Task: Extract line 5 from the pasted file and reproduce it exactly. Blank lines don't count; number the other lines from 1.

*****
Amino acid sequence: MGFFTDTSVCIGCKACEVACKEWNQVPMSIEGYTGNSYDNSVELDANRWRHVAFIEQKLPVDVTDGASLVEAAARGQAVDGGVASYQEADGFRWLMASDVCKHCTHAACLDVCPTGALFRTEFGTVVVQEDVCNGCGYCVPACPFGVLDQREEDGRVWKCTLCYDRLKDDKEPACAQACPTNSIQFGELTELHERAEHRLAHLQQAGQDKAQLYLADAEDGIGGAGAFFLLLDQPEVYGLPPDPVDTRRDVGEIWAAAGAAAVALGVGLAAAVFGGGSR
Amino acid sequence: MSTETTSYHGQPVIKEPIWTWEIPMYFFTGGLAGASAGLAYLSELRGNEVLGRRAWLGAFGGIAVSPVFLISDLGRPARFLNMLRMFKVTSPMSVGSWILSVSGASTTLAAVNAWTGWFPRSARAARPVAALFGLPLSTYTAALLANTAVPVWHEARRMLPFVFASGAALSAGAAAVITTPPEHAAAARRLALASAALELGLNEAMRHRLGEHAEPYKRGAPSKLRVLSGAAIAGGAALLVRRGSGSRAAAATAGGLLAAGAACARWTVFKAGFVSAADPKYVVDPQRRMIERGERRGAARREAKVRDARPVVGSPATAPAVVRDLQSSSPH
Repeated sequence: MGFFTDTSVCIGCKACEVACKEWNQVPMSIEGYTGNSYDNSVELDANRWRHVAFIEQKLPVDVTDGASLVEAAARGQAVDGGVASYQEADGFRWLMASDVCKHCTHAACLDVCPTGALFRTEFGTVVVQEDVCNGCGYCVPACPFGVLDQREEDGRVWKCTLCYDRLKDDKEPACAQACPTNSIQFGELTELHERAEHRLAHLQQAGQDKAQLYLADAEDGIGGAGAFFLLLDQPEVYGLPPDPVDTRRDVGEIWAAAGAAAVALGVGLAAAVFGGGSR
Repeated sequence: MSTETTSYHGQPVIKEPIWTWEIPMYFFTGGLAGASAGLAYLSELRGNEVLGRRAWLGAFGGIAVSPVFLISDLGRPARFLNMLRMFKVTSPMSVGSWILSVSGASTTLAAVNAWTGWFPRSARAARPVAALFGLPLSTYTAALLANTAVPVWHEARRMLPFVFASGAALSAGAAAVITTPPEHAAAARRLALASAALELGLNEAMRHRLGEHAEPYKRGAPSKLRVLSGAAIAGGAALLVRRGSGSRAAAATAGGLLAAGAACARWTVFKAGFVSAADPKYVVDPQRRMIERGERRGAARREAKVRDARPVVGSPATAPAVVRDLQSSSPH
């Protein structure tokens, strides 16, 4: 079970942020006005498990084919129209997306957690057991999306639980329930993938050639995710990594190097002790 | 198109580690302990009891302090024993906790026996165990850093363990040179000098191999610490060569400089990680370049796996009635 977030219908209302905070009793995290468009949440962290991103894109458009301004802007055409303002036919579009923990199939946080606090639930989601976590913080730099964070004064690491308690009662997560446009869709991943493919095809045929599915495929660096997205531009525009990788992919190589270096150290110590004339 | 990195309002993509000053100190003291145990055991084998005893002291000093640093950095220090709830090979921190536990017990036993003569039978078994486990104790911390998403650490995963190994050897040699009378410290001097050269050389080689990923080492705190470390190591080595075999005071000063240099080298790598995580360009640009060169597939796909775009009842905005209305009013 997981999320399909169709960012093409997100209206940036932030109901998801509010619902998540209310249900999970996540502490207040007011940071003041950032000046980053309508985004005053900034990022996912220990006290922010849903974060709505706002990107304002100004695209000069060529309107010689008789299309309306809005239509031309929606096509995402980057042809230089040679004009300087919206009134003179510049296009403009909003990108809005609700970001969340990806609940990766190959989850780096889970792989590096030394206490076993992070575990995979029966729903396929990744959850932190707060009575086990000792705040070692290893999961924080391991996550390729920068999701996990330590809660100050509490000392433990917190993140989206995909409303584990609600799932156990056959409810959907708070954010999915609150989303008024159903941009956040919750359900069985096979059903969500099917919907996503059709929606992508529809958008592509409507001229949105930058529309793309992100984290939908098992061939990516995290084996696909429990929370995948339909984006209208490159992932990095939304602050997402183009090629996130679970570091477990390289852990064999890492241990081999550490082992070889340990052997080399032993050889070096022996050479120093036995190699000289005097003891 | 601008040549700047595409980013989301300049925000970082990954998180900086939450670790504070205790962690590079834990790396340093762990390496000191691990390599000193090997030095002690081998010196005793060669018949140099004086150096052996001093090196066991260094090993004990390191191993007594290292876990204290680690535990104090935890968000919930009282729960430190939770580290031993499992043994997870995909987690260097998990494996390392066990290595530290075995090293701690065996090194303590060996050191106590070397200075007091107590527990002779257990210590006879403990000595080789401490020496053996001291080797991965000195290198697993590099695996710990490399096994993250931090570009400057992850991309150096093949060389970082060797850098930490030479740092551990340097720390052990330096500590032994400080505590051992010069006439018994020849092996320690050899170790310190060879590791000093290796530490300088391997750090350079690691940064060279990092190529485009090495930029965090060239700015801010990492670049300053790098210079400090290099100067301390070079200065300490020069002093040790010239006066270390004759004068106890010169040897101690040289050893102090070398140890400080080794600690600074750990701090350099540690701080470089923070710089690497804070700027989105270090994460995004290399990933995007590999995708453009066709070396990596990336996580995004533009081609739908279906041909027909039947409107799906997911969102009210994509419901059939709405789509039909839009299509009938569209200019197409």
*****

């Protein structure tokens, strides 16, 4: 079970942020006005498990084919129209997306957690057991999306639980329930993938050639995710990594190097002790 | 198109580690302990009891302090024993906790026996165990850093363990040179000098191999610490060569400089990680370049796996009635 977030219908209302905070009793995290468009949440962290991103894109458009301004802007055409303002036919579009923990199939946080606090639930989601976590913080730099964070004064690491308690009662997560446009869709991943493919095809045929599915495929660096997205531009525009990788992919190589270096150290110590004339 | 990195309002993509000053100190003291145990055991084998005893002291000093640093950095220090709830090979921190536990017990036993003569039978078994486990104790911390998403650490995963190994050897040699009378410290001097050269050389080689990923080492705190470390190591080595075999005071000063240099080298790598995580360009640009060169597939796909775009009842905005209305009013 997981999320399909169709960012093409997100209206940036932030109901998801509010619902998540209310249900999970996540502490207040007011940071003041950032000046980053309508985004005053900034990022996912220990006290922010849903974060709505706002990107304002100004695209000069060529309107010689008789299309309306809005239509031309929606096509995402980057042809230089040679004009300087919206009134003179510049296009403009909003990108809005609700970001969340990806609940990766190959989850780096889970792989590096030394206490076993992070575990995979029966729903396929990744959850932190707060009575086990000792705040070692290893999961924080391991996550390729920068999701996990330590809660100050509490000392433990917190993140989206995909409303584990609600799932156990056959409810959907708070954010999915609150989303008024159903941009956040919750359900069985096979059903969500099917919907996503059709929606992508529809958008592509409507001229949105930058529309793309992100984290939908098992061939990516995290084996696909429990929370995948339909984006209208490159992932990095939304602050997402183009090629996130679970570091477990390289852990064999890492241990081999550490082992070889340990052997080399032993050889070096022996050479120093036995190699000289005097003891 | 601008040549700047595409980013989301300049925000970082990954998180900086939450670790504070205790962690590079834990790396340093762990390496000191691990390599000193090997030095002690081998010196005793060669018949140099004086150096052996001093090196066991260094090993004990390191191993007594290292876990204290680690535990104090935890968000919930009282729960430190939770580290031993499992043994997870995909987690260097998990494996390392066990290595530290075995090293701690065996090194303590060996050191106590070397200075007091107590527990002779257990210590006879403990000595080789401490020496053996001291080797991965000195290198697993590099695996710990490399096994993250931090570009400057992850991309150096093949060389970082060797850098930490030479740092551990340097720390052990330096500590032994400080505590051992010069006439018994020849092996320690050899170790310190060879590791000093290796530490300088391997750090350079690691940064060279990092190529485009090495930029965090060239700015801010990492670049300053790098210079400090290099100067301390070079200065300490020069002093040790010239006066270390004759004068106890010169040897101690040289050893102090070398140890400080080794600690600074750990701090350099540690701080470089923070710089690497804070700027989105270090994460995004290399990933995007590999995708453009066709070396990596990336996580995004533009081609739908279906041909027909039947409107799906997911969102009210994509419901059939709405789509039909839009299509009938569209200019197409």